I am taking part in the 52 Ancestors in 52 Weeks challenge for 2021. The challenge is organised by Amy Johnson Crow who provides a weekly writing prompt. I should by now be writing week 52, but study, work and life got in the way. I’m aiming to catch up over the 12 days of Christmas.
As a genealogist the obvious place to go with the “Preservation” prompt would be something about storing records, but a brief chat with my family for inspiration has taken me in a completely different direction. I have written before about my maternal grandmother in the kitchen. The huge chest freezer in the pantry was a vital part of the domestic regime. The freezer, one of those big enough to hide a body, filled about half of the pantry. This was a cold store, next to the kitchen accessed from the hallway, down three or four stone steps. The floor was tiled, and there was a huge stone shelf on which salad items, homemade potted meat, butter (in the summer) and all manner of food stuffs were kept cool. There was a small fridge in the kitchen but the pantry was the place for food storage.
Whenever we stayed, until not long before Grandma had to go to live permanently in a care home there were pies and fruit desserts made from the freezer. I remember that frozen rhubarb and strawberries had to be eaten together, if one ran out we couldn’t have the other!
Grandpa was a keen gardener, and as well as strawberries and rhubarb, other fruits were grown and preserved in the freezer for use over the rest of the year. My sister remembers it being full of bags and boxes of homegrown fruit and vegetables. But Grandma didn’t just use the freezer, although it was a gamechanger for her.
Throughout my childhood the debate about Yorkshire puddings wasn’t about which meats they should be served with, but which course. They were mainly served for pudding, drenched in blackberry or raspberry vinegar. This was a very sweet homemade concoction.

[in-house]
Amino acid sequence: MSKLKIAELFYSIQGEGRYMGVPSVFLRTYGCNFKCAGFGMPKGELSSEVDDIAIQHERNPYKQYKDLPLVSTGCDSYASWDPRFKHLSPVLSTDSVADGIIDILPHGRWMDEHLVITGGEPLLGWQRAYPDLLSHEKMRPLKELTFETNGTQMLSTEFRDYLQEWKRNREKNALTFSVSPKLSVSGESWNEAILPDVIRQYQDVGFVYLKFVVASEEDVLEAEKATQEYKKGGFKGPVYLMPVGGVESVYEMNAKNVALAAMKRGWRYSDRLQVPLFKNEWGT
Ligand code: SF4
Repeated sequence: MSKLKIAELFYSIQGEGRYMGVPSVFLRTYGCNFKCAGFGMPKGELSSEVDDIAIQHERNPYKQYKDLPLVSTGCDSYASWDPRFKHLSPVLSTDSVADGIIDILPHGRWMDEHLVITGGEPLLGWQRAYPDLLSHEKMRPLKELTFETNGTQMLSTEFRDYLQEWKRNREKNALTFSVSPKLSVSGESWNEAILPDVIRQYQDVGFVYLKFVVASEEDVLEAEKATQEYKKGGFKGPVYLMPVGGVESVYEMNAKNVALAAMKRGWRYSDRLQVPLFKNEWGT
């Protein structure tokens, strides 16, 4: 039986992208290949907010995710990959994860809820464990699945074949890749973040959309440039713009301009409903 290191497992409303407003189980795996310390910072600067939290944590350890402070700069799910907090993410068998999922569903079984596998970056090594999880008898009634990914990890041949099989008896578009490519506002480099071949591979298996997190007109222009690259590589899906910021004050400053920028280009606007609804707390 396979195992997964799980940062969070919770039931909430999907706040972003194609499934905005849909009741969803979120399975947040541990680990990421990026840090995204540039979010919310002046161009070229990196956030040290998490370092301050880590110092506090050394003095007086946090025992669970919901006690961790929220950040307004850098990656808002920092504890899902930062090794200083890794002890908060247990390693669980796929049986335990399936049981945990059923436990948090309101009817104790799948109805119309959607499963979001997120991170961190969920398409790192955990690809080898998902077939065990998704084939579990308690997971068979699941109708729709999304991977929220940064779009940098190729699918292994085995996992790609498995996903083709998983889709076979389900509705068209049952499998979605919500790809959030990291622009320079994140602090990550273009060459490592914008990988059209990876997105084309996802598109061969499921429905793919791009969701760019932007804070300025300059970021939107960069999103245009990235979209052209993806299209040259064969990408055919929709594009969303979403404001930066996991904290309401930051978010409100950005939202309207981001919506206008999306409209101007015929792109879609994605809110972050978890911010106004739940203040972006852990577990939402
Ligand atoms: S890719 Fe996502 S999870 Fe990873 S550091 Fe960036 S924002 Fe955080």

When we eventually cleared out the house there were plenty of Kilner jars. I don’t remember them being used, but Mum told me “Before the freezer she used to bottle things (hence all the Kilner jars). When I was a child she used to buy a whole tray of peaches to bottle. Most fruit and veg were only available in season, so preserving was much more a thing.” and “She also used to salt kidney beans to preserve them.”
Thinking about it, I may take after Grandma in some ways. I have a jar of homegrown redcurrants in honey on the kitchen worktop to spoon onto breakfast. There are homegrown apples, blackcurrants, mint and parsley in the freezer. I am not sure what Grandma would have made of kombucha which I make in Kilner jars.
If you haven’t come across Too Good to Go, do look up the App. It lets you buy and collect food that shops and restaurants would other throw away at the end of the day- at a great price – so it gets eaten instead of wasted. You don’t know exactly what’s in your order until you pick it up. Our local greengrocer wholesaler is particularly good! This box cost be £4.
In a particularly good Too Good To Go Magic bag this summer I received a honeydew melon and some fresh tarragon. I pureed the melon and froze in an ice-cube tray, and made a syrup with the tarragon. One cube of melon, mixed with white rum, tarragon syrup and either prosecco or seltzer makes a lovely cocktail!
Maybe Grandma would turn a blind eye to the alcohol and be proud that my favourite Christmas tipple this year uses preserved redcurrants in the form of vinbärssaft. I made the syrup made from homegrown redcurrants in the summer. I froze it in an ice-cube tray, one cube is the perfect amount for this cocktail.
Hard Ginger Vinbarssaft
- 1 tbsp Vinbärssaft
- 50 ml whisky
- 200 ml ginger ale/beer
Shake whisky & vinbärssaft. Pour over ice and top with ginger
- 1oz tarragon syrup
- 4oz white rum
- 100ml melon juice/puree
Stir/shake, poor over ice. Top up with seltzer or prosecco